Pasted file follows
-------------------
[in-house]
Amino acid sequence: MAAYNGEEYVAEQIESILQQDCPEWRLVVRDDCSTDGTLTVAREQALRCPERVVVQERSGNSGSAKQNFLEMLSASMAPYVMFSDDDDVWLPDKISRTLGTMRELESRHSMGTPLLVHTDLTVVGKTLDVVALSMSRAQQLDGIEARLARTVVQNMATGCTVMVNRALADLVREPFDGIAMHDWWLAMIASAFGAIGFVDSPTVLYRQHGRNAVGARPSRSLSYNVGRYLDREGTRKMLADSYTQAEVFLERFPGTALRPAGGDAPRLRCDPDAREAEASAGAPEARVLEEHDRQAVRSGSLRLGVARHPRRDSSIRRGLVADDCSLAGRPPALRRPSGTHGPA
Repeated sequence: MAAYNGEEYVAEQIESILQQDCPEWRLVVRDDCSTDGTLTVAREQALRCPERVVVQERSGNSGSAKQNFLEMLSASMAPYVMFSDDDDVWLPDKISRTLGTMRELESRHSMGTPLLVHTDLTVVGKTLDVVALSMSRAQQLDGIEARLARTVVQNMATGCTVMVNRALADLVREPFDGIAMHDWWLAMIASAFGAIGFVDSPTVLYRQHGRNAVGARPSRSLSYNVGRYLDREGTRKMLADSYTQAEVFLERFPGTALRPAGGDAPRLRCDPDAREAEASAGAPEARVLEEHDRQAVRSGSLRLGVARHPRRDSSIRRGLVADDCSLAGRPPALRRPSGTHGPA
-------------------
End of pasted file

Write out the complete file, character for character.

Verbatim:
[in-house]
Amino acid sequence: MAAYNGEEYVAEQIESILQQDCPEWRLVVRDDCSTDGTLTVAREQALRCPERVVVQERSGNSGSAKQNFLEMLSASMAPYVMFSDDDDVWLPDKISRTLGTMRELESRHSMGTPLLVHTDLTVVGKTLDVVALSMSRAQQLDGIEARLARTVVQNMATGCTVMVNRALADLVREPFDGIAMHDWWLAMIASAFGAIGFVDSPTVLYRQHGRNAVGARPSRSLSYNVGRYLDREGTRKMLADSYTQAEVFLERFPGTALRPAGGDAPRLRCDPDAREAEASAGAPEARVLEEHDRQAVRSGSLRLGVARHPRRDSSIRRGLVADDCSLAGRPPALRRPSGTHGPA
Repeated sequence: MAAYNGEEYVAEQIESILQQDCPEWRLVVRDDCSTDGTLTVAREQALRCPERVVVQERSGNSGSAKQNFLEMLSASMAPYVMFSDDDDVWLPDKISRTLGTMRELESRHSMGTPLLVHTDLTVVGKTLDVVALSMSRAQQLDGIEARLARTVVQNMATGCTVMVNRALADLVREPFDGIAMHDWWLAMIASAFGAIGFVDSPTVLYRQHGRNAVGARPSRSLSYNVGRYLDREGTRKMLADSYTQAEVFLERFPGTALRPAGGDAPRLRCDPDAREAEASAGAPEARVLEEHDRQAVRSGSLRLGVARHPRRDSSIRRGLVADDCSLAGRPPALRRPSGTHGPA